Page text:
Financial savings: most Canadians are focused on the present, not the future

On average, Canadians expect to retire at around age 60: report

Financial savings: most Canadians are focused on the present, not the future

Saving for retirement is far from being the top concern for Canadians at the moment, according to a recent report from the Canadian Imperial Bank of Commerce (CIBC).

Overall, Canadians are favouring the Tax-Free Saving Account (TFSA) over Registered Retirement Savings Plans (RRSPs) and other longer horizon investment vehicles, finds the report.

That’s because nearly six in 10 (57%) of Canadians say they are more concerned with meeting their current needs vs. saving for their future. And 42% of Canadian investors are continuing to focus their strategies for achieving predictable returns versus aggressive growth.

Over two-thirds (67%) of Canadians have some type of investment product. However, among investors that own both an RRSP and a TFSA, 45% say they chose to contribute more to their TFSA. The majority (53%) of those investors also agree that a TFSA contribution makes more sense for their financial situation right now as it allows them to withdraw their money tax-free at any time vs. a locked-in RRS.

"The preference for short-term liquidity and stable returns suggests many Canadians are focused on today and less so on long-term accumulation of wealth or retirement," said Carissa Lucreziano, vice-president for financial and investment advice, CIBC.

Over six in 10 (63%) Canadians with household investable assets of at least $100,000 are somewhat (49%) or strongly (14%) confident in their retirement prospects, according to a previous report from LIMRA.

Are Canadians saving enough for retirement?

Canadians expect to retire at around age 60 on average, according to CIBC’s survey of over 1,100 Canadian adults who hold or have managed investments, conducted Jan. 31 to Feb. 1, 2024.

Just 43% of RRSP holders have already made their contribution for the 2023 tax year, while 15% of plan holders have not contributed yet, but plan to do so. The stated 2023 RRSP contribution amount is $5,642.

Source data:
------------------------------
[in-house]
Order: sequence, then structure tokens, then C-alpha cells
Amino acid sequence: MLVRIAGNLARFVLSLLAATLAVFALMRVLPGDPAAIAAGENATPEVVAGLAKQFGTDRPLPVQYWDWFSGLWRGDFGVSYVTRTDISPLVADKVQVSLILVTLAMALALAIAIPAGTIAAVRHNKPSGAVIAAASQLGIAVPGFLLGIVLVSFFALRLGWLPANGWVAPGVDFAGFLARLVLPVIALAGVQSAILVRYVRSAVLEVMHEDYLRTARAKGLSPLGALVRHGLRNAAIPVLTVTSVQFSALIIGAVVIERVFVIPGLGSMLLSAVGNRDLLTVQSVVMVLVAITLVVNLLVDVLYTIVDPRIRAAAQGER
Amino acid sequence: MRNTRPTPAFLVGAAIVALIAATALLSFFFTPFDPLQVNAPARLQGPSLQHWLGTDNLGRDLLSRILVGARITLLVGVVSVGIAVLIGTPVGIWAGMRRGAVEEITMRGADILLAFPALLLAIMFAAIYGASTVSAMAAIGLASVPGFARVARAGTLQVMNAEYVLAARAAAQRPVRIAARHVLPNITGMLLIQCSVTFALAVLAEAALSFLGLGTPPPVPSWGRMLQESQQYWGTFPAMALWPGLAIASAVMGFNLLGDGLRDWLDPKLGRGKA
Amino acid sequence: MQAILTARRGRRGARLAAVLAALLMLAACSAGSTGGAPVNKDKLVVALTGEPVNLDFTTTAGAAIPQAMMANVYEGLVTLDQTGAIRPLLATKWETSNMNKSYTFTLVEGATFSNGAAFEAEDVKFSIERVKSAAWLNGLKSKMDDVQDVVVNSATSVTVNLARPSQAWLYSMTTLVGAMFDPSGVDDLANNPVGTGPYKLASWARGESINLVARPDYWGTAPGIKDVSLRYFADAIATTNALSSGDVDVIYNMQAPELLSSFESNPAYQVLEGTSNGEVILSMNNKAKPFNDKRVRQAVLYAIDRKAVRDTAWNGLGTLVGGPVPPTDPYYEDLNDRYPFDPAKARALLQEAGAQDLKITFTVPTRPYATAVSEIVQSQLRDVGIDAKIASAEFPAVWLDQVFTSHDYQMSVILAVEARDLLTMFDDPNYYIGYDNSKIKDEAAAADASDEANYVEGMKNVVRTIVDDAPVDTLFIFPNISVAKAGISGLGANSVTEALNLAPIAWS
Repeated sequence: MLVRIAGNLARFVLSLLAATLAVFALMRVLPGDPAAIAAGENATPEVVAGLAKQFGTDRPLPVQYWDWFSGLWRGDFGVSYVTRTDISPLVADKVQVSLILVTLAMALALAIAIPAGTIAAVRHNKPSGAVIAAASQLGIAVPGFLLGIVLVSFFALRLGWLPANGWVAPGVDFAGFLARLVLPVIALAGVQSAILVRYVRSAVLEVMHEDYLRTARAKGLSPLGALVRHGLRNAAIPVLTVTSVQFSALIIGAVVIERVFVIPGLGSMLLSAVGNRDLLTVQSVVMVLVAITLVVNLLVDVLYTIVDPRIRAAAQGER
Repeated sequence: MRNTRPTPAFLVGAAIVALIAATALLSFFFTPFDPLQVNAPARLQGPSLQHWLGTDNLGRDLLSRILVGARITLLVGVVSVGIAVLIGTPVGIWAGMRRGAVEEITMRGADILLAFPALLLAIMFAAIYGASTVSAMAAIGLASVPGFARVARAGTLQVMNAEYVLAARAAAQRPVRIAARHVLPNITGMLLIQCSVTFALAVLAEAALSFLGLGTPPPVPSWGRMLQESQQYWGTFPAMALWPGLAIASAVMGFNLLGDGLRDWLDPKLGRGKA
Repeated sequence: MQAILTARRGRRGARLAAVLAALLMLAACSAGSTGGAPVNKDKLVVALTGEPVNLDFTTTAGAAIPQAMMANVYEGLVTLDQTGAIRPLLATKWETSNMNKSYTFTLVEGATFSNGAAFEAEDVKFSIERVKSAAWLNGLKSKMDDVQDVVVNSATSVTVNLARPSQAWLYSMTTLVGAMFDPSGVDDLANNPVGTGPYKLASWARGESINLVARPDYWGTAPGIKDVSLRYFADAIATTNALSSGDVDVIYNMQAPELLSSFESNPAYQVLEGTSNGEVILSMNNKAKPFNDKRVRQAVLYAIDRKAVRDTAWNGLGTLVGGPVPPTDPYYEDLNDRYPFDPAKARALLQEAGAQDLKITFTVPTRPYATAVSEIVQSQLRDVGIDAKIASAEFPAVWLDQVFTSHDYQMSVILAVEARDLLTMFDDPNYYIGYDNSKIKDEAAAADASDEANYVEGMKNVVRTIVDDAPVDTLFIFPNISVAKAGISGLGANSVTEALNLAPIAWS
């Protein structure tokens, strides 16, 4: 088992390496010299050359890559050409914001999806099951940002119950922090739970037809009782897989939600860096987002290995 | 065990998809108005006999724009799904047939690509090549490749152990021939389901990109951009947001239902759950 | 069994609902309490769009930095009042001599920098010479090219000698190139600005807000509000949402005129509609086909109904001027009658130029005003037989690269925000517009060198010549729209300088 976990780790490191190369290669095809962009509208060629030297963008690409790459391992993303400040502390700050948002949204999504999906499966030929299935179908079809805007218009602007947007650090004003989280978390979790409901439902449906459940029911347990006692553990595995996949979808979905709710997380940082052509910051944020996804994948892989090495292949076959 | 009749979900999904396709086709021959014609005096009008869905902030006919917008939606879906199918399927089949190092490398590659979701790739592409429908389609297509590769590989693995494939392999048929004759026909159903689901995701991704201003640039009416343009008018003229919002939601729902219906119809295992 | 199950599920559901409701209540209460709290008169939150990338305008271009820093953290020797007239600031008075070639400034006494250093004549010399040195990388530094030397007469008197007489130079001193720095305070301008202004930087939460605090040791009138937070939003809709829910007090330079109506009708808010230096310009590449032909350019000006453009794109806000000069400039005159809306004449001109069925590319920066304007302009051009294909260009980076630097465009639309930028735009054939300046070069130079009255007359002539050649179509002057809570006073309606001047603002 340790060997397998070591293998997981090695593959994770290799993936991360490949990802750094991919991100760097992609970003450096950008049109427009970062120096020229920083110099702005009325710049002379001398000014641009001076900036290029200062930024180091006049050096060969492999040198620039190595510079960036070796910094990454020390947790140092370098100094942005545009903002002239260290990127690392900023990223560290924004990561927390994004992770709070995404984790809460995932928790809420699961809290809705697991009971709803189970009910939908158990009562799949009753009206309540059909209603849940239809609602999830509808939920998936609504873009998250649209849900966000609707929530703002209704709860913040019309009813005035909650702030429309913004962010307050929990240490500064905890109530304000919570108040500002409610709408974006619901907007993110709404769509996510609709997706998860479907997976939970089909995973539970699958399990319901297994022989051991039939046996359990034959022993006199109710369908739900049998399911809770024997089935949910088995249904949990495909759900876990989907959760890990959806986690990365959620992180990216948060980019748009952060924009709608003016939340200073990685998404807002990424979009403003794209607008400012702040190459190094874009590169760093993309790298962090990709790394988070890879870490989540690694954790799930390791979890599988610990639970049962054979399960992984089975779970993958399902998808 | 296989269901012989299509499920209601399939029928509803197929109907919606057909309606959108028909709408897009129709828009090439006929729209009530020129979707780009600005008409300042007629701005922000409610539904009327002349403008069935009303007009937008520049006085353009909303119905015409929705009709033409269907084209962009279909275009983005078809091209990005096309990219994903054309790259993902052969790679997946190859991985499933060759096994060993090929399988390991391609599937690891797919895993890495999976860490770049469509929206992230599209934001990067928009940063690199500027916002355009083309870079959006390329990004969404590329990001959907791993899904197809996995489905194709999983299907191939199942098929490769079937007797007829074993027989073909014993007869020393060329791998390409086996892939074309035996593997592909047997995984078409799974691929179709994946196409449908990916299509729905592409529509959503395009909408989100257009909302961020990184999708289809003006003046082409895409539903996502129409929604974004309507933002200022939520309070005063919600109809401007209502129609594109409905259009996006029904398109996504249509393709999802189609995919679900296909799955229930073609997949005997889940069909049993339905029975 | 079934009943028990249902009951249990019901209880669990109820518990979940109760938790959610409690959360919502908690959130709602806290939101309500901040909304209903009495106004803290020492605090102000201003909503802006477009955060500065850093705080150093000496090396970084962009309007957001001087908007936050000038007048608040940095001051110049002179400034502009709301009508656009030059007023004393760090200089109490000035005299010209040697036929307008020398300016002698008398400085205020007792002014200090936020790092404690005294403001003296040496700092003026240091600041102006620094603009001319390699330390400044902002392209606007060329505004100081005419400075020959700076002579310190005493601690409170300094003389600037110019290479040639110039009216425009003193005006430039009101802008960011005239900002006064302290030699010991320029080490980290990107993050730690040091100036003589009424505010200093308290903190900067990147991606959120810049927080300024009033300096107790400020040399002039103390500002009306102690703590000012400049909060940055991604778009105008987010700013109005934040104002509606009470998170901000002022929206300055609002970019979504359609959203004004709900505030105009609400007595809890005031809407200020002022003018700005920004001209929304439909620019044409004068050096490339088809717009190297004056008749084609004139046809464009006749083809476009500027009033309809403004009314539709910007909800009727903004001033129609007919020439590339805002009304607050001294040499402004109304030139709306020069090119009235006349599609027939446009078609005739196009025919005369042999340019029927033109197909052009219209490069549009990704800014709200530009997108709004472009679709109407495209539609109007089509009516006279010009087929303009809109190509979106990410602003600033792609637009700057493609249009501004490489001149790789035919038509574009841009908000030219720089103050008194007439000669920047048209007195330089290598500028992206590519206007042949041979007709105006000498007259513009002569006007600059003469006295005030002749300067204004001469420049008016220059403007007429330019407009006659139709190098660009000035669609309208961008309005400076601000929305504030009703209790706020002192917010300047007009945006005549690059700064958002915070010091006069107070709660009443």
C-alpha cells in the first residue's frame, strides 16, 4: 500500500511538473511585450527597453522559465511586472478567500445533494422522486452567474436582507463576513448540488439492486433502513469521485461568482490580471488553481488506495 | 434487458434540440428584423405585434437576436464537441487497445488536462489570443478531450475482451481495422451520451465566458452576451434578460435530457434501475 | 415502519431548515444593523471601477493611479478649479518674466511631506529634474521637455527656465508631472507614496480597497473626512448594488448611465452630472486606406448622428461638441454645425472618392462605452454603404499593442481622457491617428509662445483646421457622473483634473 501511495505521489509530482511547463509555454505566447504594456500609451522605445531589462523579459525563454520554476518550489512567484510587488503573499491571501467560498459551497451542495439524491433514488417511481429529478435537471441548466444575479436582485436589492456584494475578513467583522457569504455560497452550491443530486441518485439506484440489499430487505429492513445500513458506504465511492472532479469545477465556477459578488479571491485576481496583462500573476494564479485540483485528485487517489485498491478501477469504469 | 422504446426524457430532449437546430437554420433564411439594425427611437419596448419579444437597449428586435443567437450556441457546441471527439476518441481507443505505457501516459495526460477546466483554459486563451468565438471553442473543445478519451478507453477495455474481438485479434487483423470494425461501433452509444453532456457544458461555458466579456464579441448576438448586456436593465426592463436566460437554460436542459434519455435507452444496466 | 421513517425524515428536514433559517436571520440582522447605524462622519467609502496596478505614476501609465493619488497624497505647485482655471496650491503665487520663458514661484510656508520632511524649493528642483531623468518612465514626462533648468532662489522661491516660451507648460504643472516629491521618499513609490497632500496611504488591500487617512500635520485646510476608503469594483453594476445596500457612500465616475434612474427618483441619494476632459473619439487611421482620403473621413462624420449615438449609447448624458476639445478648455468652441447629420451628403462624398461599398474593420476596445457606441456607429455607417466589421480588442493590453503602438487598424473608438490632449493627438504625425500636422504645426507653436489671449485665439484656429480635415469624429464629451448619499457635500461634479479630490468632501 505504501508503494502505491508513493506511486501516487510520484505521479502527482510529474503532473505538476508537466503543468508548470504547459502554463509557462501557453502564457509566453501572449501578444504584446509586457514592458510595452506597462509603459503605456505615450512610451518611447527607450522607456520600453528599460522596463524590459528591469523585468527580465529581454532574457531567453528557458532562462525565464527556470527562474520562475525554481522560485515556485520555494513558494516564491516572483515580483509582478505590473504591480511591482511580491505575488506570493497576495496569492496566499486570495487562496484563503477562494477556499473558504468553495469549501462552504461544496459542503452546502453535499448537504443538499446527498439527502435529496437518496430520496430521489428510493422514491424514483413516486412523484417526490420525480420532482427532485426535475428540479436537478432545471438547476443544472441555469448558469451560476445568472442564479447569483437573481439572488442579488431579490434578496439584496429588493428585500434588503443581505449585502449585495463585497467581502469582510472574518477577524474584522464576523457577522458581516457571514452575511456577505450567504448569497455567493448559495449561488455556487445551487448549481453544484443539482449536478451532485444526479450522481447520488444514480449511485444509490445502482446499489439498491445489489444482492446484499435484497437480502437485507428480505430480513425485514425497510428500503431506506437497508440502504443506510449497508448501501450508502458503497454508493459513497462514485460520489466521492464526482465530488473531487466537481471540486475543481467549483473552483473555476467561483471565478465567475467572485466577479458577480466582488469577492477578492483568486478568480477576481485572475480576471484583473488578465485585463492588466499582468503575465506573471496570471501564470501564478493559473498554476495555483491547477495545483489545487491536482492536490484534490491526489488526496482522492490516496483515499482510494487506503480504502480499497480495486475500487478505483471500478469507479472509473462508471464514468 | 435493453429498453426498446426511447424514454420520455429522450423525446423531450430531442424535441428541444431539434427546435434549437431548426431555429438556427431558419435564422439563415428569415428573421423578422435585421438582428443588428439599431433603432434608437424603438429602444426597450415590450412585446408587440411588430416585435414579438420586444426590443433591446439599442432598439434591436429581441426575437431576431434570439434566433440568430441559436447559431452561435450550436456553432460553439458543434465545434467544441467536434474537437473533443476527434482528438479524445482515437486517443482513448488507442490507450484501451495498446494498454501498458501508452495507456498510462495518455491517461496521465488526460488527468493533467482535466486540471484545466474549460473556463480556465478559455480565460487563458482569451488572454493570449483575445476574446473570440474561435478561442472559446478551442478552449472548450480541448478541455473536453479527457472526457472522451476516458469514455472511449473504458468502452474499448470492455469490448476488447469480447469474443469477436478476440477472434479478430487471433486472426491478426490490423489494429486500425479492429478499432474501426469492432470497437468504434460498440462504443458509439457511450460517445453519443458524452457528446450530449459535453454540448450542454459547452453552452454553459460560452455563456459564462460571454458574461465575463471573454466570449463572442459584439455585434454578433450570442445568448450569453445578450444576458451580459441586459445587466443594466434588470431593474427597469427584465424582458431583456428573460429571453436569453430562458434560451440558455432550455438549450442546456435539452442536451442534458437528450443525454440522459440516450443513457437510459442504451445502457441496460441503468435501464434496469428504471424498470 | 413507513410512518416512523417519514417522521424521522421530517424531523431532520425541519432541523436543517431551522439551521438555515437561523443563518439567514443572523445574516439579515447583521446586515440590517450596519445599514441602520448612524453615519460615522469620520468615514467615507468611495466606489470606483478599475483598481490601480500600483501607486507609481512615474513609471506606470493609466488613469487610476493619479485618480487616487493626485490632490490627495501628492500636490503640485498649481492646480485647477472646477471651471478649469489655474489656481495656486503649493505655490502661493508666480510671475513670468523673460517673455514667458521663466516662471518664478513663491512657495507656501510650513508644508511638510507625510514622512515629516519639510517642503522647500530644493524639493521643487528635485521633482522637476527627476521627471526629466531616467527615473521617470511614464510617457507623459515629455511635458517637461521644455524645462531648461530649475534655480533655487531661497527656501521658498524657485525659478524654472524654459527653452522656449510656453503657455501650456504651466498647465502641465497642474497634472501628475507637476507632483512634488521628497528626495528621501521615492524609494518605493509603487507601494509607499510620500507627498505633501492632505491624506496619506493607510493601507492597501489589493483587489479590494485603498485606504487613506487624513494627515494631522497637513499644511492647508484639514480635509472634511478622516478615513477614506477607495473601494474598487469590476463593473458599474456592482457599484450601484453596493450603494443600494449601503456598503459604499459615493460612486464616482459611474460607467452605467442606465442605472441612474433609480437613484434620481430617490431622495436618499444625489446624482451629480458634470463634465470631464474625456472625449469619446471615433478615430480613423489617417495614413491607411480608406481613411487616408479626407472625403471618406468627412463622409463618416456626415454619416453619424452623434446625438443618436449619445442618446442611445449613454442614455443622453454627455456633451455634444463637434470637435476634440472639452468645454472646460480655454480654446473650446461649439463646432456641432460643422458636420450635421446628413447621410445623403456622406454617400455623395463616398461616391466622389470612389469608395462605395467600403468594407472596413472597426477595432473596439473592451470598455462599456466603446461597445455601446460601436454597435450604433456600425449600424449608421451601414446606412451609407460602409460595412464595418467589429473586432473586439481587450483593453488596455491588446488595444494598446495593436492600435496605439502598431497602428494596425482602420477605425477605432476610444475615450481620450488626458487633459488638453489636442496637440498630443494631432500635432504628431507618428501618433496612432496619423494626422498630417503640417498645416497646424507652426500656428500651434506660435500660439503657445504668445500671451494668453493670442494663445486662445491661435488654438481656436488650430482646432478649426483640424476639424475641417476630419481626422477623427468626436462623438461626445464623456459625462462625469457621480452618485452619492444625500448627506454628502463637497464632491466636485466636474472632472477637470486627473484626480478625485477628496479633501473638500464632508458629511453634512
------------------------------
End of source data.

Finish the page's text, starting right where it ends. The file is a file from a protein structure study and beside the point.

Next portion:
One third of RRSP holders are not planning to make contributions this year.

Despite this, over half of Canadians admit to either not being able to save, or not knowing whether they are saving enough for retirement. 

And nearly six in 10 (57%) worry they may run out of money in their retirement years. Over three in 10 (31%) say they have delayed their savings plans because of inflationary pressures and 23% say they haven't started saving for retirement at all.

While 53% of Canadians aged 50 years or older who are not yet retired report their financial situation is strong, 24% rate their current financial situation as poor, according to a previous study from the Ontario Securities Commission (OSC).

"Planning for both short and longer-term ambitions can help individuals move beyond their immediate needs and envision how they can live for today, save for the future, accumulating wealth over time to support their retirement years,” said Lucreziano.

Employers can differentiate themselves from the rest by offering personalized benefits to workers, said Joy Sloane, a senior vice president in global insurance brokerage Hub International’s employee benefits consulting, via Benefits and Pensions Monitor (BPM). Here’s how:

  • Start with the data. Figure out what is happening in your organization and what your people need.
  • Offer personalization. One size fits none. Offering personalized benefits helps you adapt to the needs and wants of individual employees.

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